On October 4, 2017, the U.S. Court of Appeals for the Federal Circuit issued an en banc decision rejecting certain procedures adopted by the Patent Trial and Appeal Board (PTAB or Board) limiting a patent owner’s ability to amend claims during Inter Partes Review (IPR) proceedings under the America Invents Act. In a set of five separate opinions spanning over 140 pages, the appeals court rejected the current PTAB requirement that the patent owner bears the entire burden of proving that proposed amended claims are patentable over the prior art. This requirement has been criticized as unduly restrictive, especially in light of the strict page restrictions applicable to motions to amend. The court also disapproved the PTAB’s practice of promulgating procedural rules governing AIA trials through precedential decisions, rather than through formal rulemaking under the Administrative Procedures Act. In the short term, the decision is likely to make it easier for patent owners to seek limited claim amendments in AIA proceedings, but the court invited the USPTO to implement rules allocating the burden of proof through future rulemaking. Aqua Products, Inc. v. Matal, No, 2015-1177 (Fed. Cir. Oct. 4, 2017).
Under the AIA, a patent owner may move one time to amend claims challenged in an IPR proceeding:
During an inter partes review instituted under this chapter, the patent owner may file 1 motion to amend the patent in 1 or more of the following ways: (A) Cancel any challenged patent claim. (B) For each challenged claim, propose a reasonable number of substitute claims.
35 U.S.C. § 316(d). The PTAB has adopted procedural requirements on these motions to amend through Board rulings. MasterImage 3D, Inc. v. RealD Inc., No. IPR2015–00040 (PTAB July 15, 2015)(precedential); Idle Free Sys., Inc. v. Bergstrom, Inc., No. IPR2012–00027 (PTAB June 11, 2013)(informative). Those decisions place on patent owners the burden to prove that the amended claims, or proposed substitute claims, are patentable over not just the unpatentability grounds asserted by the petitioner, but on all possible grounds and in light of all prior art known to the patent owner. Slip op. at 12-13.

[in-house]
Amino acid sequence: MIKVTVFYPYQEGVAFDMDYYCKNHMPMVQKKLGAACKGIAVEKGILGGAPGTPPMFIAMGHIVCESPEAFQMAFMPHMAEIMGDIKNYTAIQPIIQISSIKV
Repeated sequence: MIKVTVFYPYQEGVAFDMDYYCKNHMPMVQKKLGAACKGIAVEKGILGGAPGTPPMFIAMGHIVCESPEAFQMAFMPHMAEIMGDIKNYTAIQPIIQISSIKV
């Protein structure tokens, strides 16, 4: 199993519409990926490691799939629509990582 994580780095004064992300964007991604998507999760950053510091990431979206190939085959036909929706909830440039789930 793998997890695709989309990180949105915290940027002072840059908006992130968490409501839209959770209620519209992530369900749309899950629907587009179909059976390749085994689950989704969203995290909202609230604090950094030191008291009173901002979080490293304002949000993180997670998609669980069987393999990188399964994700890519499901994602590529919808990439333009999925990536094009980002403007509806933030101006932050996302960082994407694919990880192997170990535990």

The Federal Circuit granted en banc review to consider whether that requirement was at odds with § 316(e) and the AIA’s requirement that petitioners bear the overall burden of proving unpatentability during IPR proceedings by a preponderance of the evidence:
In an inter partes review instituted under this chapter, the petitioner shall have the burden of proving a proposition of unpatentability by a preponderance of the evidence.
35 U.S.C. § 316(e). The court ordered briefing and argument on two questions:
(a) When the patent owner moves to amend its claims under 35 U.S.C. § 316(d), may the PTO require the patent owner to bear the burden of persuasion, or a burden of production, regarding patentability of the amended claims as a condition of allowing them? Which burdens are permitted under 35 U.S.C. § 316(e)?
(b) When the petitioner does not challenge the patentability of a proposed amended claim, or the Board thinks the challenge is inadequate, may the Board sua sponte raise patentability challenges to such a claim? If so, where would the burden of persuasion, or a burden of production, lie?
Federal Circuit Decision
Eleven circuit court judges participated the court’s decision (Judge Kara F. Stoll did not participate), writing five separate opinions. No one decision attracted a majority on all issues. In addition to reviewing the statutory language of the AIA and its legislative history, the opinions delved into administrative rulemaking under the Administrative Procedure Act (APA), and the evidentiary concepts of “burden of production” and “burden of persuasion.”